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Constitution answers white monopoly capital issue - Mathews Phosa

Aug 17 2017 18:47
Carin Smith

Cape Town - Blaming 'white monopoly capital' is not in line with the South African Constitution, businessman and former ANC treasurer general Mathews Phosa said on Thursday.

"The Constitution is clear that SA belongs to black and white - to all. That was the core of Mandela's message. And it extends to business as well. Money has no colour. Both black and white must be allowed to create jobs and wealth," he said at a leadership summit hosted by the University of Stellenbosch Business School (USB) and the Ukuvula Foundation.

The main reason for state capture, the Guptas and rampant corruption in South Africa is that MPs are not directly accountable to voters, in his view.

"The ANC is not the party of [Oliver] Tambo and [Nelson] Mandela anymore. There has to be an economic focus rather than a clinging to power. Real leaders will do their constitutional duty faithfully. Do not revert to racism and tribalism if real leadership is called for," said Phosa, who earlier this year accepted a nomination to run for ANC president in December.

"Realise that a sound economic platform is needed. Vote with your conscience and understand that when your time is up, leave promptly. And ensure voters can hold public representatives to account. That is what I call for today. Currently, voters lose their power after voting and we must empower the voters again. MPs must be held accountable."

He used the recent vote of no confidence motion against President Jacob Zuma as an example.

"How can people be threatened for having a different point of view? In a democracy there is dignity in having differences," said Phosa.

Partnership

In his view, it is very important to have a real partnership in SA between government and business, because business has a crucial role to play.

"There are 726 state-owned enterprises (SOEs) in SA of which 313 are of commercial importance and 37 are crucial for SA's economy. Yet, all we hear is about mismanagement. So, we need private sector control to help run SOEs properly," said Phosa.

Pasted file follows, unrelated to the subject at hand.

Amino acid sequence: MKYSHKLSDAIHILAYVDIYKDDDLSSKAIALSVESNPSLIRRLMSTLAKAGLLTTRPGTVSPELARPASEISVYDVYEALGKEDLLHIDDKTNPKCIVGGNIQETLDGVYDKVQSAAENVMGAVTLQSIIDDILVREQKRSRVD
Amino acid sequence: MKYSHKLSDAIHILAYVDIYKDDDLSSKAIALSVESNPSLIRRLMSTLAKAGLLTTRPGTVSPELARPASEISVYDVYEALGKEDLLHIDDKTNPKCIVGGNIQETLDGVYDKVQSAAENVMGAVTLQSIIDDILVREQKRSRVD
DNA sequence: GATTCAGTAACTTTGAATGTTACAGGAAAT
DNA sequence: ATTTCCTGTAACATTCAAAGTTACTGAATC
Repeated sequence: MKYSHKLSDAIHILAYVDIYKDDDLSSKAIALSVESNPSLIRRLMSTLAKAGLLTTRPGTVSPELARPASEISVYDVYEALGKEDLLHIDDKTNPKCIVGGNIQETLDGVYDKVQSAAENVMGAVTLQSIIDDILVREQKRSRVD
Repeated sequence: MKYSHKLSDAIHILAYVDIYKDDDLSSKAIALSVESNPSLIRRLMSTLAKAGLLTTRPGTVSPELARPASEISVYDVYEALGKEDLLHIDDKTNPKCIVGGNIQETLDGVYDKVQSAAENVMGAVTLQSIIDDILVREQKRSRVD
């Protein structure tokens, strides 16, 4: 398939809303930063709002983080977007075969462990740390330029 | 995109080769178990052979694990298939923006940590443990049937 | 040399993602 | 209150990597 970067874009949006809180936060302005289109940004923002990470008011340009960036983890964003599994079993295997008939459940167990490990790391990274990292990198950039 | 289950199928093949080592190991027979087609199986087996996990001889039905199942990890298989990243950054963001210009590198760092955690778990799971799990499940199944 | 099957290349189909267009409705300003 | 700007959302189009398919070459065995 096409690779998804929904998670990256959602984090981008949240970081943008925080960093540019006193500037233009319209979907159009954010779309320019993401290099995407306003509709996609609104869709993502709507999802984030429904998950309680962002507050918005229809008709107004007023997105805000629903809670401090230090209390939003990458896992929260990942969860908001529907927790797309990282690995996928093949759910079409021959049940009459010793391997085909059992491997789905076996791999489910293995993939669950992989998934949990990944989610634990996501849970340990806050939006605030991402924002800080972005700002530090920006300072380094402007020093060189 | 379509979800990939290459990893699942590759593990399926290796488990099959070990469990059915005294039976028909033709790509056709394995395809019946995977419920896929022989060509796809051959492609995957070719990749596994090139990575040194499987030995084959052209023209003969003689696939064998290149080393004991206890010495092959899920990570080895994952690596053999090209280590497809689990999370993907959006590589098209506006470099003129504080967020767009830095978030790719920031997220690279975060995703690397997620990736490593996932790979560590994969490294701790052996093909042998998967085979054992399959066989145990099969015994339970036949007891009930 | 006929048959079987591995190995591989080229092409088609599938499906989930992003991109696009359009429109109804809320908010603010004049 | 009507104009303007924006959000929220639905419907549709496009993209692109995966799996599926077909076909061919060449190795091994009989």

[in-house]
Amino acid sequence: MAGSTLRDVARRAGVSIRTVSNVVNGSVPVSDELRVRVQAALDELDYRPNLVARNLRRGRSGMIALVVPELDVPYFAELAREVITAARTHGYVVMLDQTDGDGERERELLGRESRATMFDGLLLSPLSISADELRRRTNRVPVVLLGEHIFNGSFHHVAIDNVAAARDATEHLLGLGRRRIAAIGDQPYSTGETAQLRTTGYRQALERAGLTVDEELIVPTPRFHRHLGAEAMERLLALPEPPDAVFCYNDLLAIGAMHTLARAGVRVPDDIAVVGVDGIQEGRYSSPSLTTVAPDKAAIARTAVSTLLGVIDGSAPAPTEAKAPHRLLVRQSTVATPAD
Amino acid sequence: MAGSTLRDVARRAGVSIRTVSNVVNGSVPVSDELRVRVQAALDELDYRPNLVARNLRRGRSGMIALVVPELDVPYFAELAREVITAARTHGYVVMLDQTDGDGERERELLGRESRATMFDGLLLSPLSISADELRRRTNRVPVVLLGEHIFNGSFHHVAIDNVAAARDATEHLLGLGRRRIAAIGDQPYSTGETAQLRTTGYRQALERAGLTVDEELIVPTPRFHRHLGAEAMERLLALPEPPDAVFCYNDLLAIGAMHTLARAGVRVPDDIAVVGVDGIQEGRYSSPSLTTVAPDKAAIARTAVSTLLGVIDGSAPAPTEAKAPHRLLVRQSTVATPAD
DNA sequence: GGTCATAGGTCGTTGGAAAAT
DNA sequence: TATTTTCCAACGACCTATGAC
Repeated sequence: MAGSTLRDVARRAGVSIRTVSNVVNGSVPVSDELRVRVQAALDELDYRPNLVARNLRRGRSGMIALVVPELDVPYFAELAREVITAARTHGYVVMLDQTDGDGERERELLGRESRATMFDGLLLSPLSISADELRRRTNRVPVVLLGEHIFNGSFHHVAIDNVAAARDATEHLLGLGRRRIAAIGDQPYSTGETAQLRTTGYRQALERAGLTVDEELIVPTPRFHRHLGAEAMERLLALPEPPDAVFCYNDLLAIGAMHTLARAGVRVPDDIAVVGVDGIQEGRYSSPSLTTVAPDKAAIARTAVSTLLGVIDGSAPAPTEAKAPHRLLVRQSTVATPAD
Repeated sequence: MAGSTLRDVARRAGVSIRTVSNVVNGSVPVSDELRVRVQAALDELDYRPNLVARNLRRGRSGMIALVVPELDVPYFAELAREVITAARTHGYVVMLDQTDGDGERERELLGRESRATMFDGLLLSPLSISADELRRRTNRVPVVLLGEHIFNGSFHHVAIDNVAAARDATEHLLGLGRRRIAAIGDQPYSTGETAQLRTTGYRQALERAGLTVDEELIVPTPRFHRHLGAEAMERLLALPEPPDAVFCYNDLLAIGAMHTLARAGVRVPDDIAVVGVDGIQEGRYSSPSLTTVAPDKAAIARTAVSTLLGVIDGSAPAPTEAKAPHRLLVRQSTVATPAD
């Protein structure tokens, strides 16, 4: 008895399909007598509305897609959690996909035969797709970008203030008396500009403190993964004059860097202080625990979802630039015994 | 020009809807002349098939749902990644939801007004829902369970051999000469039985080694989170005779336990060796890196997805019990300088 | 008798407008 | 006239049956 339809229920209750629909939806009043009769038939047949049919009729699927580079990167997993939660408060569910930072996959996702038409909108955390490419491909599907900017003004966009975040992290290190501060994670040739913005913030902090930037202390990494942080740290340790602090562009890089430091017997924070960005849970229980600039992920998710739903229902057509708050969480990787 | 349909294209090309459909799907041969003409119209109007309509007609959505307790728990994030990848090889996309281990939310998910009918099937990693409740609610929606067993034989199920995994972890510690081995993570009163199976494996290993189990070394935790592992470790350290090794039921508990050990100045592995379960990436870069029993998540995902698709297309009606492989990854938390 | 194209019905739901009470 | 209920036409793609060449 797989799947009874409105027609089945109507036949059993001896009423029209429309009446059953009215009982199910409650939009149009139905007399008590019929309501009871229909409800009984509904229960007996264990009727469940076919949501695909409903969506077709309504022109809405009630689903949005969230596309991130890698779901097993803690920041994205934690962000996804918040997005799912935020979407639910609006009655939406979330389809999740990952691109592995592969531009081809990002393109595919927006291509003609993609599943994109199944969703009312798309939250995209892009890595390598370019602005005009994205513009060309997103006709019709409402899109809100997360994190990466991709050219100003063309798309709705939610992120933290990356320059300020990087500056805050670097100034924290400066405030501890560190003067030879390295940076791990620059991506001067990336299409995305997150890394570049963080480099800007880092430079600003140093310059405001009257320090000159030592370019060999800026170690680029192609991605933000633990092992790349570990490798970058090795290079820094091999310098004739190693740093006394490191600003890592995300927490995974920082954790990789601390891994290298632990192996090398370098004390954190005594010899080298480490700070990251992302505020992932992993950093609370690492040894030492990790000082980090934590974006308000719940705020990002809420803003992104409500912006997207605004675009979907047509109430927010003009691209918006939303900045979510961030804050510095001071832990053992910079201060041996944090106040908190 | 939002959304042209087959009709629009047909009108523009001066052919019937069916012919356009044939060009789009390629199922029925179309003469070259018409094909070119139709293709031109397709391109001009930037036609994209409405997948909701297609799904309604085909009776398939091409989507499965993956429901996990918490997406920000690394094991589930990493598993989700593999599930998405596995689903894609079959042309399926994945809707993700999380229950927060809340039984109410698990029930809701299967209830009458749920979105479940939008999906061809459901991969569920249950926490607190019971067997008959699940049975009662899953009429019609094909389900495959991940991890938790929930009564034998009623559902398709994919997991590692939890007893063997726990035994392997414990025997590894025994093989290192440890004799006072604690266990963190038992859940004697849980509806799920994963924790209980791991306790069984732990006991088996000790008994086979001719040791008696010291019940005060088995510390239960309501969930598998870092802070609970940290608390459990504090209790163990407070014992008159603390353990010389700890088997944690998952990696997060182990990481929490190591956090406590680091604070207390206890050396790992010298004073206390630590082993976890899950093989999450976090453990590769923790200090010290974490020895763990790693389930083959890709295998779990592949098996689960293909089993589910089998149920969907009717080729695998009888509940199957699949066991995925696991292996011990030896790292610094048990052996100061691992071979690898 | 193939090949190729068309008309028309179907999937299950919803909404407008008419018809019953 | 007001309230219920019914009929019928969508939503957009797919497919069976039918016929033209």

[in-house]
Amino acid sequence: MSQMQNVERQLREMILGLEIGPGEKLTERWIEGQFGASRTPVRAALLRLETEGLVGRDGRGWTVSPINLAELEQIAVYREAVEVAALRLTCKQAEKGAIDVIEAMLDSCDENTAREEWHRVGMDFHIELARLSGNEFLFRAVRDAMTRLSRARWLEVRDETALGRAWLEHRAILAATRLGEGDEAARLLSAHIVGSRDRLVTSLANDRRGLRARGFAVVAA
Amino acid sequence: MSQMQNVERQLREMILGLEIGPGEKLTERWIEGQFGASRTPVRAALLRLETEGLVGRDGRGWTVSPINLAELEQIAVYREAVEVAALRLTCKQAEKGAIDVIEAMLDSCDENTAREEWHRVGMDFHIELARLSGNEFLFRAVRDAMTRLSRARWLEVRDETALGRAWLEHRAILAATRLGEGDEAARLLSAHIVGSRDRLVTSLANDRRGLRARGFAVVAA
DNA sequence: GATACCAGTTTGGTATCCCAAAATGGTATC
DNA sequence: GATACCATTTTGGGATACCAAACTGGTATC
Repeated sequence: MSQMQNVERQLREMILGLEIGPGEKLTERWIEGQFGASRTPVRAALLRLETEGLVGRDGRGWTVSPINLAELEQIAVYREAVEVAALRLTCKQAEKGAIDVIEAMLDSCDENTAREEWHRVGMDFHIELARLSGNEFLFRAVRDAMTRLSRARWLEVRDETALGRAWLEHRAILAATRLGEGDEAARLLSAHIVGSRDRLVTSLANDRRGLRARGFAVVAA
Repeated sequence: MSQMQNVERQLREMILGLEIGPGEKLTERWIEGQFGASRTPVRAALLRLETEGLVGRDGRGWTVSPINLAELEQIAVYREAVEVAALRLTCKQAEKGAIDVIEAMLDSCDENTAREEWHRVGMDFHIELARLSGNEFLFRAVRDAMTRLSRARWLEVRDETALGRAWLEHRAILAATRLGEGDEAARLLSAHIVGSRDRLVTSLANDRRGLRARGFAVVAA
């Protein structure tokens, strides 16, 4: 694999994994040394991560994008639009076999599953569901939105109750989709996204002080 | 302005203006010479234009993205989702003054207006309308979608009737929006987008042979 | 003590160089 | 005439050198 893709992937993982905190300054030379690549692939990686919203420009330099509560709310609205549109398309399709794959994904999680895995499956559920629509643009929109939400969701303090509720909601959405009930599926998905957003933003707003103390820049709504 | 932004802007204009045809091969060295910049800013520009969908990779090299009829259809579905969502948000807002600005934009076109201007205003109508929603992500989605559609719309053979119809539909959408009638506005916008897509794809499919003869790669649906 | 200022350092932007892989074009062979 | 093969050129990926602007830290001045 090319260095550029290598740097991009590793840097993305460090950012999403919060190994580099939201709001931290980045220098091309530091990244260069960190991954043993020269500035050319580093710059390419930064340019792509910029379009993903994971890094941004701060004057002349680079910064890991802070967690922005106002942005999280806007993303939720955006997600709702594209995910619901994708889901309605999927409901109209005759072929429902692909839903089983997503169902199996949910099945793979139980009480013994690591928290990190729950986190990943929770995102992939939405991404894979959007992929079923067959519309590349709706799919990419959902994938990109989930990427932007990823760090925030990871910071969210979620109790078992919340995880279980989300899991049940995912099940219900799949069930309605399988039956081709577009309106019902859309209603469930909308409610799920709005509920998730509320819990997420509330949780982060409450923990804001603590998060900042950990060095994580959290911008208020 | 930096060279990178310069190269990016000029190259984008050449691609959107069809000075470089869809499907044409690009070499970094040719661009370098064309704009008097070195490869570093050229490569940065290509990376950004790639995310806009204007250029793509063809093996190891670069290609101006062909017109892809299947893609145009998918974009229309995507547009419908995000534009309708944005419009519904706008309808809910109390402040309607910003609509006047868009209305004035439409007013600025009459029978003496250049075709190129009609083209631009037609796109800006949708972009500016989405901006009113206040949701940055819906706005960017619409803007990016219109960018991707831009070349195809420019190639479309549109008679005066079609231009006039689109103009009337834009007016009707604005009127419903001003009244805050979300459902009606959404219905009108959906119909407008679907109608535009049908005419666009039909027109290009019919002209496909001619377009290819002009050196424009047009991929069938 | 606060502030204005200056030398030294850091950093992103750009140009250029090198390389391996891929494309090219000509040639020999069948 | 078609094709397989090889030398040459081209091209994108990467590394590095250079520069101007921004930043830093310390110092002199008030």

"Today it is all about sloganism, but remember all those policies must be funded otherwise they will remain just on paper. If a politician promises something and it is not fixed, it leads to revolts. That is why it is important to stop corruption now and not tell people to wait until December. The contestation for leadership seems to have blinded us regarding the job creation needed."

Massive disconnect

Phosa said there is a massive disconnect in South Africa between the leadership and those they are supposed to serve. He said the leaders of all political parties act as if it is only about who score the most in debates and they forget about the poor and the hungry.

"The first duty of being in a public position is to create a better life for all and they have failed to do so. SA's leaders are acting like a fast-moving train approaching Kilimanjaro as if there is no mountain in the way.

"But the 'clever blacks' will speak again. All of the facts (regarding state capture) will become known and history will judge and say this is wrong. He who shares in the spoils is as guilty as the thieves," said Phosa.

In his view, the silence on the part of the National Prosecuting Authority (NPA) is telling.

"They are sitting on their hands when SA is under attack and being offered to the highest bidder. There is a culture of immunity embedded in our law enforcement so that despite a tsunami of emails no one is prosecuted," said Phosa.

That is why he thinks the 30 (ANC) MPs who voted in favour of the vote of no confidence against the president will be seen as heroes one day.

Skills development

For Phosa a great emphasis should be placed on skills development in the country.

"Include people of colour on the road to wealth. Success comes through hard work. You cannot just expect to be a CEO without skills. Yet, give blacks the skills and they will compete against anybody," said Phosa.

He would also like to see municipalities - especially smaller ones - empowered to ensure money goes to service delivery and not into people's pockets.

He would like to see mentorship being part of vocational training.

"It was a mistake to shut down vocational training. Training must be practical," he said.

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